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mylecture6 - EE264 Lecture 6 IIR Filters cont Differential...

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EE264: Lecture 6 IIR Filters cont. Differential equation to Difference equation Transformation When a system has a transfer function H ( s ) of rational form, the system relates its output to its input through a Linear Constant Coefficient Differential Equation. Approximating derivatives with (discrete-time) differ- ences allows us to translate the differential equation to a difference equation that defines a Discrete-time system which will approximate the differential equation if the sampling period is small enough. Example: Let x ( t ) and y ( t ) be the input and output of a continuous-time system with the following transfer function: H c ( s ) = s - 1 ( s + 1)( s + 2) = s - 1 s 2 + 3 s + 2 then Y ( s ) X ( s ) = s - 1 s 2 + 3 s + 2 Y ( s )( s 2 + 3 s + 2) = X ( s )( s - 1) d 2 y ( t ) dt 2 + 3 dy ( t ) dt + 2 y ( t ) = dx ( t ) dt - x ( t ) Let x [ n ] = x ( nT ) , we can approximate derivatives at times nT as follows: dx ( t ) dt vextendsingle vextendsingle vextendsingle vextendsingle t = nT x [ n + 1] - x [ n ] T forward difference dx ( t ) dt vextendsingle vextendsingle vextendsingle vextendsingle t = nT x [ n ] - x [ n - 1] T backward difference dx ( t ) dt vextendsingle vextendsingle vextendsingle vextendsingle t = nT x [ n + 1] - x [ n - 1] 2 T symmetrical difference d 2 x ( t ) dt 2 vextendsingle vextendsingle vextendsingle vextendsingle vextendsingle t = nT x [ n +1] - x [ n ] T - x [ n ] - x [ n - 1] T T = x [ n + 1] - 2 x [ n ] + x [ n - 1] T 2 Using the forward difference approximation we obtain: y [ n + 1] - 2 y [ n ] + y [ n - 1] T 2 + 3 y [ n + 1] - y [ n ] T + 2 y [ n ] = x [ n + 1] - x [ n ] T - x [ n ] Taking the z-transform on both sides of the difference equation we get: H ( z ) = Y ( z ) X ( z ) = 1 T - ( 1 T + 1) z - 1 ( 1 T 2 + 3 T ) - ( 2 T 2 + 3 T - 2) z - 1 + 1 T 2 z - 2 Copyright c circlecopyrt 1995–1996 by G. Plett. Copyright c circlecopyrt 1998–2004 by M. Kamenetsky. Copyright c circlecopyrt 2005 by A. Flores 65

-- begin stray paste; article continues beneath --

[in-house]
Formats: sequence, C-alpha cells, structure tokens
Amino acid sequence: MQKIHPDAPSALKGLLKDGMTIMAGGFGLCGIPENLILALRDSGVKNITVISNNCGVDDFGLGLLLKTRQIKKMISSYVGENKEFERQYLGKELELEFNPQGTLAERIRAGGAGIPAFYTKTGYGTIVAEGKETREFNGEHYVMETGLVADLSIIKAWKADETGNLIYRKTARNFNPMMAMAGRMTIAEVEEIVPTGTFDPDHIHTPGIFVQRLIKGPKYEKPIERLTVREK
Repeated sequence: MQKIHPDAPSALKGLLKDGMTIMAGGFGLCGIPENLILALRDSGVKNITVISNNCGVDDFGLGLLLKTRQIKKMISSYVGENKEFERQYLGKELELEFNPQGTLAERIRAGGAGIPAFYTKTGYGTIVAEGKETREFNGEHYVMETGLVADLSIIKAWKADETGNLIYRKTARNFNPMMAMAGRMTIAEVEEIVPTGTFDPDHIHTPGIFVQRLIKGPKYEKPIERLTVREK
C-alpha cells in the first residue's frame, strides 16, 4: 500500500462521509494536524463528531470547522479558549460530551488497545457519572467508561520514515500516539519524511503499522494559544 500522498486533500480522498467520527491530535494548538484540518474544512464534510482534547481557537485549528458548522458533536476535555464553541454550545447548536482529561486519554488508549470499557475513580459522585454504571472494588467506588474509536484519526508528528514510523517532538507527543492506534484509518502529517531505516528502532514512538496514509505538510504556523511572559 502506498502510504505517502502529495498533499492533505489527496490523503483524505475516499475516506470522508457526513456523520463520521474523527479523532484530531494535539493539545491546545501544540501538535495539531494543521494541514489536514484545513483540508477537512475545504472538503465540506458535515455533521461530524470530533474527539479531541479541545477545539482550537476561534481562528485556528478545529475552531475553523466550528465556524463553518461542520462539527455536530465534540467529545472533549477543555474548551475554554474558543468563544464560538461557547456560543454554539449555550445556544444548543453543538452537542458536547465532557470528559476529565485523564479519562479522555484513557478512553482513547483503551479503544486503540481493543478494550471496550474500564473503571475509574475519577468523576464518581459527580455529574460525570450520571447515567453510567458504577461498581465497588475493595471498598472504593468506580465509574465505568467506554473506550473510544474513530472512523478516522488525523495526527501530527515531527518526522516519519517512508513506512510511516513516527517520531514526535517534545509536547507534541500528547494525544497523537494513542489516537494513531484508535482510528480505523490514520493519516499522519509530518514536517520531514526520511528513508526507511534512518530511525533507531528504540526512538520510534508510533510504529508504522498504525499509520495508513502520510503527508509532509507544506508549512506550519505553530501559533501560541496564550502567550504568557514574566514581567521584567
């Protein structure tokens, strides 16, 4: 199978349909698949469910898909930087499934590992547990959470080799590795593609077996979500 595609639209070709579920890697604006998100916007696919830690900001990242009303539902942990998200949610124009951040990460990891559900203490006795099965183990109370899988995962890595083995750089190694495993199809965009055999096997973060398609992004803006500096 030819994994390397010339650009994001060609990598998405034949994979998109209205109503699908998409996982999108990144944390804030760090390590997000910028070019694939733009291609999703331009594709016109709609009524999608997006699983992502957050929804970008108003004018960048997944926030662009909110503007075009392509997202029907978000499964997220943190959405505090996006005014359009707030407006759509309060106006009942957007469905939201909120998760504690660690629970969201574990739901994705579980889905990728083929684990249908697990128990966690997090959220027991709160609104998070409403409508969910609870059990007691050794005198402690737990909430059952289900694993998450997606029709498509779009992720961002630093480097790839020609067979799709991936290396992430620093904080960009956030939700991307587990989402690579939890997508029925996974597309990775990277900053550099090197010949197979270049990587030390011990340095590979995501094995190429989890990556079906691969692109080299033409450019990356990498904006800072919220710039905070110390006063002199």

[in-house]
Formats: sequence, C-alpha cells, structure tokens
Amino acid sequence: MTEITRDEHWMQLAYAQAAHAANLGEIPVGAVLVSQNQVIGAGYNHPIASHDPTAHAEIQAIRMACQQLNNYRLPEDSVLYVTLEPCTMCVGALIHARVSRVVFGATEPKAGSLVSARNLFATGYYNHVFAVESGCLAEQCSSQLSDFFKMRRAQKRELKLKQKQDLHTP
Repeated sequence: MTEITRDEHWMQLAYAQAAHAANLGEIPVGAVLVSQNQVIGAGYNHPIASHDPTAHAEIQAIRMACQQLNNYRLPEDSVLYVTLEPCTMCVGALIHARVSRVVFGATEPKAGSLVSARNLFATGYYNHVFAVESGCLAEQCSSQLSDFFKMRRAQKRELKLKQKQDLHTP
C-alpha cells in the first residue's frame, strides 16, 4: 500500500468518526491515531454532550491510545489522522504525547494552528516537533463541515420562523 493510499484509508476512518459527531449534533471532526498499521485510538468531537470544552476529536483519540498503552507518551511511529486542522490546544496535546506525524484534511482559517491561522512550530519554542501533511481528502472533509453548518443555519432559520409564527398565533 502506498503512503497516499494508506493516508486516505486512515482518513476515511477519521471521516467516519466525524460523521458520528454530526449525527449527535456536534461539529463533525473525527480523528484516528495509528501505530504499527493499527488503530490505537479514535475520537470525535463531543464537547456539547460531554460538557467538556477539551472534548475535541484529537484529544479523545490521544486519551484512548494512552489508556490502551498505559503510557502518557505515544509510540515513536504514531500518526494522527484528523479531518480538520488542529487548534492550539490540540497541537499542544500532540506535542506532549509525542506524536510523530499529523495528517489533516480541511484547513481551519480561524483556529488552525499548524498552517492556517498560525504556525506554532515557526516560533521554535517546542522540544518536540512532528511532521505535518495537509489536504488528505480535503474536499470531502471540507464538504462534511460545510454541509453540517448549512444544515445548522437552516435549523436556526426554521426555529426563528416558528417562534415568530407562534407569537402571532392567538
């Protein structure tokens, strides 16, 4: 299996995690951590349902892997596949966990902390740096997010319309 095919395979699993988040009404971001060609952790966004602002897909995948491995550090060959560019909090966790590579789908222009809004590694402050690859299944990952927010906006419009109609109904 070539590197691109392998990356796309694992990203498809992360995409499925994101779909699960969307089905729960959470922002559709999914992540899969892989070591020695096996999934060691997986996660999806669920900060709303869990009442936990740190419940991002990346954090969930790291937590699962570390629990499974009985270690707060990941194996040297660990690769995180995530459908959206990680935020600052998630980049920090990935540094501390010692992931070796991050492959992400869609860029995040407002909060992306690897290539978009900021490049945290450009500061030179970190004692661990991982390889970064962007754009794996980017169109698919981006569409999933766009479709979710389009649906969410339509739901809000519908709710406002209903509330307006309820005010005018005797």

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66 IIR Filters cont. Lect. 6 Bilinear (but not linear) Transformation To avoid aliasing, we need a one-to-one mapping from the s-plane to the z-plane. Consider s = 2 T parenleftBigg 1 - z - 1 1 + z - 1 parenrightBigg H ( z ) = H c parenleftBigg 2(1 - z - 1 ) T (1 + z - 1 ) parenrightBigg which defines a bilinear transformation z = 1 + T 2 s 1 - T 2 s s = 2(1 - z - 1 ) T (1 + z - 1 ) Q: Is this a legal transformation? A: Let s = j Ω . Then z = 1 + j Ω T 2 1 - j Ω T 2 = radicalBig 1 + Ω 2 T 2 4 negationslash tan - 1 parenleftBig Ω T 2 parenrightBig radicalBig 1 + Ω 2 T 2 4 negationslash tan - 1 parenleftBig - Ω T 2 parenrightBig = 1 negationslash 2 tan - 1 parenleftbigg Ω T 2 parenrightbigg So, | z | = 1 . Also, if σ < 0 , | z | < 1 , so OK. Bilinear transformation is a non-linear mapping, which maps Ω in -∞ < Ω < to the unit circle e , - π ω < π . The relationship between Ω and ω can be expressed as j Ω = 2 T parenleftBigg 1 - e 1 + e parenrightBigg = j 2 T parenleftbigg sin ω/ 2 cos ω/ 2 parenrightbigg Ω = 2 T tan( ω/ 2) (the frequency warp). π - π Ω ω Procedures of bilinear transformation: 1. Perform frequency prewarp to obtain the corresponding analog filter specs (pick any T if the specs are given in the discrete-time domain.) 2. Design the analog filter H c ( s ) using any one of the analog filter prototypes.
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